Sift flour into a large bowl, 1 big enough to get both hands inside. Cut the shortening into the flour with a fork until it becomes the texture of moist meal. Add buttermilk and stir it in with a fork. Add another dash or two if dough isn't sticky. The trick is to get dough just as moist and sticky as possible, but not too sticky to work. Work dough into a ball in the center of the bowl and sprinkle lightly with flour so it won't stick to your hands. Lift ball of dough out and knead gently on a floured dough board or smooth surface. Fold the dough over in a clockwise manner with one hand and press it out with the other hand. Don't over knead ? just to the point where the dough is soft and consistent. Pinch off a golf ball size ball and press out between the palms to about a quarter to 1/2-inch thickness and lay out on a slightly greased (with shortening) bread pan. Bake in oven for about 15 minutes. The secret here is to learn, through trial and error, how to get the dough as full of buttermilk as possible and yet keep it manageable. The nostalgic, real homemade taste comes from the buttermilk-soaked dough. Biscuits can be served with butter or a ladle of gravy.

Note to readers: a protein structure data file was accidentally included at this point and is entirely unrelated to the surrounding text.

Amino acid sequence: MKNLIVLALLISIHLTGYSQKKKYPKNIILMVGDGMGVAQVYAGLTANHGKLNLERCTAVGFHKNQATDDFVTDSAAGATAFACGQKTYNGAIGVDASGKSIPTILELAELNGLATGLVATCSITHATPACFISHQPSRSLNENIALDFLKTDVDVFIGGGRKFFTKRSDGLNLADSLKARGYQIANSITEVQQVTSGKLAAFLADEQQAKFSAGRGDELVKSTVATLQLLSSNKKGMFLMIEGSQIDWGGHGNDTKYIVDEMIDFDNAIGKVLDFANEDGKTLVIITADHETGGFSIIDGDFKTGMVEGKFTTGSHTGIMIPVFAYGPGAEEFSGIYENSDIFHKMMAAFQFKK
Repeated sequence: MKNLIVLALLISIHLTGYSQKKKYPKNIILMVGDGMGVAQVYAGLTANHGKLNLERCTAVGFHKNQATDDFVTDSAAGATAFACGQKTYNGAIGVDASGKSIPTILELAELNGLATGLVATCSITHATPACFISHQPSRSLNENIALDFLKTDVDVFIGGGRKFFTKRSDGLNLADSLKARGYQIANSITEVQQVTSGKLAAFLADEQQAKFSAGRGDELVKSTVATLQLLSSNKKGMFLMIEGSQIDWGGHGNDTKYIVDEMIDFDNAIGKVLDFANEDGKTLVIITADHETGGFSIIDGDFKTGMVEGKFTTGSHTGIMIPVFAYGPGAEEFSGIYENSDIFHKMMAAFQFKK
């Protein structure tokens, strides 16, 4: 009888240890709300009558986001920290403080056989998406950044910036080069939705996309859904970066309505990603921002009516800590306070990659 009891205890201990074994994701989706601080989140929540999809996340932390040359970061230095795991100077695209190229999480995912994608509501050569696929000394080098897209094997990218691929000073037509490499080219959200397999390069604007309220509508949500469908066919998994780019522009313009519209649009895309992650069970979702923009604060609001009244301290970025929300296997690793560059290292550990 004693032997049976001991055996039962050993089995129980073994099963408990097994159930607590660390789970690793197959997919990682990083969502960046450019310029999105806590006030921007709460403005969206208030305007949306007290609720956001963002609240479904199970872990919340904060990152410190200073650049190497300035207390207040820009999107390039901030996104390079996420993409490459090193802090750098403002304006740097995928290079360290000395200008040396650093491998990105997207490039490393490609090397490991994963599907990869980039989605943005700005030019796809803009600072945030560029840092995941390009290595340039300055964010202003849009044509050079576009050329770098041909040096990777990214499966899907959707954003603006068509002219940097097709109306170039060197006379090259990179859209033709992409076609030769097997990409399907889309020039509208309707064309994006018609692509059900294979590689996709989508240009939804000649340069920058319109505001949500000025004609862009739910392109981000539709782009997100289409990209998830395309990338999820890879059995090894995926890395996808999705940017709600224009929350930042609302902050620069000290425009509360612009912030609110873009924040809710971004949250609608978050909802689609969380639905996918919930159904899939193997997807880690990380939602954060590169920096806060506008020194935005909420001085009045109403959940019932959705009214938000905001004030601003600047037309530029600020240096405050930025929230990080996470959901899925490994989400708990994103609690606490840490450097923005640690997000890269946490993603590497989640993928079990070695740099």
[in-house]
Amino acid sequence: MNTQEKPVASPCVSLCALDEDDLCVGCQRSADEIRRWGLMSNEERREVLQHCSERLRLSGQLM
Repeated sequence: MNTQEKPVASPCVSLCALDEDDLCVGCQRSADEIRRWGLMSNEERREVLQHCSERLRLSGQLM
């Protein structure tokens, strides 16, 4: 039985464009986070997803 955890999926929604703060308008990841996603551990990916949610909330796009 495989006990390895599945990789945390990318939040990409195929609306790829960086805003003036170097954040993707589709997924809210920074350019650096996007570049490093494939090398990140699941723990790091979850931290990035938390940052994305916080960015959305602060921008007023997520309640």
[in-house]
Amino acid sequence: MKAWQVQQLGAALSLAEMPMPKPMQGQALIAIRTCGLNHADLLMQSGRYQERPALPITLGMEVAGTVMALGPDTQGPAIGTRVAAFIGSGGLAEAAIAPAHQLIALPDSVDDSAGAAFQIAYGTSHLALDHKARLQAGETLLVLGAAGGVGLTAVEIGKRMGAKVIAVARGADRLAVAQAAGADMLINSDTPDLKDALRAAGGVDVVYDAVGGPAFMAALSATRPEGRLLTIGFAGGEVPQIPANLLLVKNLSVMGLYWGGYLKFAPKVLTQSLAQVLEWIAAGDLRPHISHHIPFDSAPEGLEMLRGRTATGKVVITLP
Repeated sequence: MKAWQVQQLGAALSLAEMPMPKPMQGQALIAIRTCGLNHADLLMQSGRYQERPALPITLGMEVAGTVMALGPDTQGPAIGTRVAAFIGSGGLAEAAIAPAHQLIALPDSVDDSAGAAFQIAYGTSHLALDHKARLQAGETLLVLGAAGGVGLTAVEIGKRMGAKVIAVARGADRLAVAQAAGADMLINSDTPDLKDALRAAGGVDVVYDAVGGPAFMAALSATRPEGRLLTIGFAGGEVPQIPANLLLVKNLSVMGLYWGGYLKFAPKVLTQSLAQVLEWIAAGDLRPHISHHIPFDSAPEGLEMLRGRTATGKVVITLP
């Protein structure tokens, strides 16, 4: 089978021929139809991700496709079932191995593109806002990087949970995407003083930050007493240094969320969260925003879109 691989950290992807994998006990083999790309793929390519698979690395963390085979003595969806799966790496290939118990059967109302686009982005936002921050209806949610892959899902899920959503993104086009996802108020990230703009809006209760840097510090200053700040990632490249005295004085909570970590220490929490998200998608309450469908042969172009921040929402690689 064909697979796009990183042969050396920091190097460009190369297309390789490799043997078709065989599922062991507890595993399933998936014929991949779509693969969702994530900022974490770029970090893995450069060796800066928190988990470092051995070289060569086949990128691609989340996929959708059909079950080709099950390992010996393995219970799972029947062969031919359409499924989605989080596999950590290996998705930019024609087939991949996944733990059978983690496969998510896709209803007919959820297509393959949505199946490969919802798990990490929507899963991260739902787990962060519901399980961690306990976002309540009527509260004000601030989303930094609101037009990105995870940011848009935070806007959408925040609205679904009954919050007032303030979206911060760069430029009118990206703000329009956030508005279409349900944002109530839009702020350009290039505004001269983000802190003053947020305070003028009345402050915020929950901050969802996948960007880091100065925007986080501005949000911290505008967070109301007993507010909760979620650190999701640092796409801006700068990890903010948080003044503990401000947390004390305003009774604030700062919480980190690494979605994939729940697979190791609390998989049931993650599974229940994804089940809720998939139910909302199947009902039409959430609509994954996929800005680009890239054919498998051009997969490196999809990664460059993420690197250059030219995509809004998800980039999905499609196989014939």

A viewer or guest of the show, who may not be a professional cook, provided this recipe. It has not been tested for home use.